Can literacy change the way your brain works?
While reading and writing are now part of our daily lives, there was a time when mankind relied almost exclusively on spoken language to communicate, and memory to archive and pass on its knowledge to new generations. Strictly speaking, writing is not merely the graphical representation of things and ideas, rather it is the use of unitary symbols to form scripts that represent these ideas and things. Hieroglyphs and other pictorial forms of semantic expression were used by several ancient societies in various parts of the world, probably as early as 6000 B.C.; however it is thought that writing appeared later, sometimes around 2000 B.C. in the form of cuneiform symbols such as those seen on the image to your left.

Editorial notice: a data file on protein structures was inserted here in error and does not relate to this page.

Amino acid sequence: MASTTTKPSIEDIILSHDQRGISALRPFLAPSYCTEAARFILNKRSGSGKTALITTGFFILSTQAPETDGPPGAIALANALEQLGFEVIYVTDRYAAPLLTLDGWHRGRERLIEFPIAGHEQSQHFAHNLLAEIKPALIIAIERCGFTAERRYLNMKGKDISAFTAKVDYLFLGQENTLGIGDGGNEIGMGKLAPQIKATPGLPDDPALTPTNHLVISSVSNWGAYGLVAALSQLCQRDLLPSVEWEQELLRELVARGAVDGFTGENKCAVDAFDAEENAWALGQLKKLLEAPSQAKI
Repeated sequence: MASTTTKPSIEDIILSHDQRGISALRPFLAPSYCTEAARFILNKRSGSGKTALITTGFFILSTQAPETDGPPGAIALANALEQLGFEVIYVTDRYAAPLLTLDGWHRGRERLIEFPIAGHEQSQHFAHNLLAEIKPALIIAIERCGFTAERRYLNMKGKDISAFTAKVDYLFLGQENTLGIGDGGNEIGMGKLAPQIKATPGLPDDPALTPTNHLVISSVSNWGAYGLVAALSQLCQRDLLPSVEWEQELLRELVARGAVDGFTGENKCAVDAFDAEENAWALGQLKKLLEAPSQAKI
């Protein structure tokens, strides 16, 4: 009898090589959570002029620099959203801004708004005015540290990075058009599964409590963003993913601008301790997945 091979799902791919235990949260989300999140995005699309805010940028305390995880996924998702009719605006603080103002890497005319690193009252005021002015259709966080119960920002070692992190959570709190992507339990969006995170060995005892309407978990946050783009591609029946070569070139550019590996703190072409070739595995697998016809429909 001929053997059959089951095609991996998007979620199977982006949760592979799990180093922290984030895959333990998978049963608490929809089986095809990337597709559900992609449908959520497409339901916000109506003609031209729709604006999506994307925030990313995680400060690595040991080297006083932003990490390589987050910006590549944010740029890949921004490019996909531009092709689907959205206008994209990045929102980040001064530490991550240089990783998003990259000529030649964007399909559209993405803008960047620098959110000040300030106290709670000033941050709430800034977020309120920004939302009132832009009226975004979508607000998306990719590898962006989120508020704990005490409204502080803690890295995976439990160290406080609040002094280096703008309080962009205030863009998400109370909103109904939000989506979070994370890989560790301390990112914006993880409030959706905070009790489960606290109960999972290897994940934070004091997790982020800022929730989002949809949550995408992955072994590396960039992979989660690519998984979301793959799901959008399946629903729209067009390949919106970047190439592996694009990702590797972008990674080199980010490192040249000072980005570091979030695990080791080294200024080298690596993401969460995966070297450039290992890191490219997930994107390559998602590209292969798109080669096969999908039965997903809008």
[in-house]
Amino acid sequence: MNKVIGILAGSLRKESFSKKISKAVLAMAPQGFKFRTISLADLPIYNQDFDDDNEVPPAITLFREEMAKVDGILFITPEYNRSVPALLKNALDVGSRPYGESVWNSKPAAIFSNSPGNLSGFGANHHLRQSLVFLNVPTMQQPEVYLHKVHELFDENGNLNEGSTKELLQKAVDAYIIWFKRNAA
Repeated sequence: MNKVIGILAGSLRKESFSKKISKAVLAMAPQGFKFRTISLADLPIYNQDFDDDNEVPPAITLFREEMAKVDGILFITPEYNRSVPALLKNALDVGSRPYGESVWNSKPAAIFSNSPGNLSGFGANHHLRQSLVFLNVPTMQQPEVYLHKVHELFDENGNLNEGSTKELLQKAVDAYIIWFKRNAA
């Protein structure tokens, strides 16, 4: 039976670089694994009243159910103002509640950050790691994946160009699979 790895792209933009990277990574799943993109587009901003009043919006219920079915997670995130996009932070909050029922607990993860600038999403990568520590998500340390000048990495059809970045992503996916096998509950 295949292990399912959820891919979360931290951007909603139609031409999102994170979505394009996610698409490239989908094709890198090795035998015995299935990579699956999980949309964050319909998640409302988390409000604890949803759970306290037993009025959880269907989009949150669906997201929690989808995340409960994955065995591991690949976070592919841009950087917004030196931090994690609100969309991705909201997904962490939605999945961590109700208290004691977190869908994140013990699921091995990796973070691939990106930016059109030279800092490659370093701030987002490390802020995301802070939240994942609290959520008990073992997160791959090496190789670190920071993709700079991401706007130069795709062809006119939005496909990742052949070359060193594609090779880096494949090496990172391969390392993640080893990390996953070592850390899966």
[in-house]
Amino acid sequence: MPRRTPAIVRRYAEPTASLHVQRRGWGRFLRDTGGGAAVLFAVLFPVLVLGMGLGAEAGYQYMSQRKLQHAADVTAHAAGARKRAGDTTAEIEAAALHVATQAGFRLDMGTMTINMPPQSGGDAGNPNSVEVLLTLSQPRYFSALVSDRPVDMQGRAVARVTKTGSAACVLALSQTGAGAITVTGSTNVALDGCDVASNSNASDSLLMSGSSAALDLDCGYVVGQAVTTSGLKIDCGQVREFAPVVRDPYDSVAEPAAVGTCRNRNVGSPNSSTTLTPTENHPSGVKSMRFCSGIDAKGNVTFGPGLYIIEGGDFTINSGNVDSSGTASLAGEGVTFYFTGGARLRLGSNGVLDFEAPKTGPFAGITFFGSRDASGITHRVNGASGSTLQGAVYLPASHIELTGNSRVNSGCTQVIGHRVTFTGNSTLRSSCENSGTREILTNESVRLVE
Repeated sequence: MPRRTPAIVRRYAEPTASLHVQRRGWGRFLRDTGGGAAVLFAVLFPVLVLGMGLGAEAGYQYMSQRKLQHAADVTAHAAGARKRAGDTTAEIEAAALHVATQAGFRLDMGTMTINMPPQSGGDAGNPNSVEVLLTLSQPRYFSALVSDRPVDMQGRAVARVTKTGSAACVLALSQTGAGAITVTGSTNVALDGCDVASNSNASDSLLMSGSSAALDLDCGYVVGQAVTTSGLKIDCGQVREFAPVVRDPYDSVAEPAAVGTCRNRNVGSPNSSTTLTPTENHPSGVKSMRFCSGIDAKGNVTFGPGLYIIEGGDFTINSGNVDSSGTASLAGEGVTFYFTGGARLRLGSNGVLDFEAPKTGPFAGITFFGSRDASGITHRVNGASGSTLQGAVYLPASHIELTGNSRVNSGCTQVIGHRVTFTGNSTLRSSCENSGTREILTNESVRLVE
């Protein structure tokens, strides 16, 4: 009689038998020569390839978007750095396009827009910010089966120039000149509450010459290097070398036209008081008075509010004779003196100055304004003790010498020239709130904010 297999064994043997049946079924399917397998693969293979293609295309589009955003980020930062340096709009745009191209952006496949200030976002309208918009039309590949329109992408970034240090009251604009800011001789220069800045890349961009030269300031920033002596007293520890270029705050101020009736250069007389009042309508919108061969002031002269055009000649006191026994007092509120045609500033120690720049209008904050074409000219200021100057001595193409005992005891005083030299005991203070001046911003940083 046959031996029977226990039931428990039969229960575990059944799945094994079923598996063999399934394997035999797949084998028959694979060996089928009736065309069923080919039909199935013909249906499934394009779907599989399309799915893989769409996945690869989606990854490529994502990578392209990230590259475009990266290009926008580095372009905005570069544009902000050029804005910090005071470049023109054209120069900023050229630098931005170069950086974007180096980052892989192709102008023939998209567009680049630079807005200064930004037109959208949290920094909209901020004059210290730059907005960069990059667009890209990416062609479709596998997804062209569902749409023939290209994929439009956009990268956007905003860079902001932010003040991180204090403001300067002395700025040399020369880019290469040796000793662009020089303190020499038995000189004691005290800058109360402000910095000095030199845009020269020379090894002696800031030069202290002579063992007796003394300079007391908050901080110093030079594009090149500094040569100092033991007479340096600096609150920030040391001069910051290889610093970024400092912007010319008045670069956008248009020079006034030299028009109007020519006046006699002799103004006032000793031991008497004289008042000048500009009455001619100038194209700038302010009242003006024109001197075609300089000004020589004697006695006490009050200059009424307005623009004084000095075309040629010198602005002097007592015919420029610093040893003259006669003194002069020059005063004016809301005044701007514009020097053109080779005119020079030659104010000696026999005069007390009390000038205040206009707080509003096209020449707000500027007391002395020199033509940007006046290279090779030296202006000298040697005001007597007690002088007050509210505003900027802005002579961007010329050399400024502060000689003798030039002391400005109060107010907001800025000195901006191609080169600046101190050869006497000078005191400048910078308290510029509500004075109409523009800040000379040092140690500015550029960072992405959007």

Along with writing came reading, the art of deciphering the above-mentioned scripts. Such formalization of language came at a high cost: intensive learning. Originally, scribes were the only members of ancient societies who trained to become experts in the art of reading and writing, dedicating their lives to their craft. Today, as we all know, the reading and writing skills that were once the privilege of a minority have now become widespread. All children are taught to read and write at a young age with some exceptions in developing countries. Learning to read is a long process that requires intensive training but reading (and writing) eventually emerges as one of our effortless cognitive abilities. Like all forms of learning, literacy entails changes in our brain. Neuroscientists think that learning occurs because experience changes the strength of synaptic connections and the wiring of neural circuits leading to the reorganization of patterns of brain activity and changes in our behavior.
While 3000 years – the age of writing and reading – sounds like a lot of time, it is nothing compared to the several hundred thousands of years required for evolutionary changes to occur. Continue reading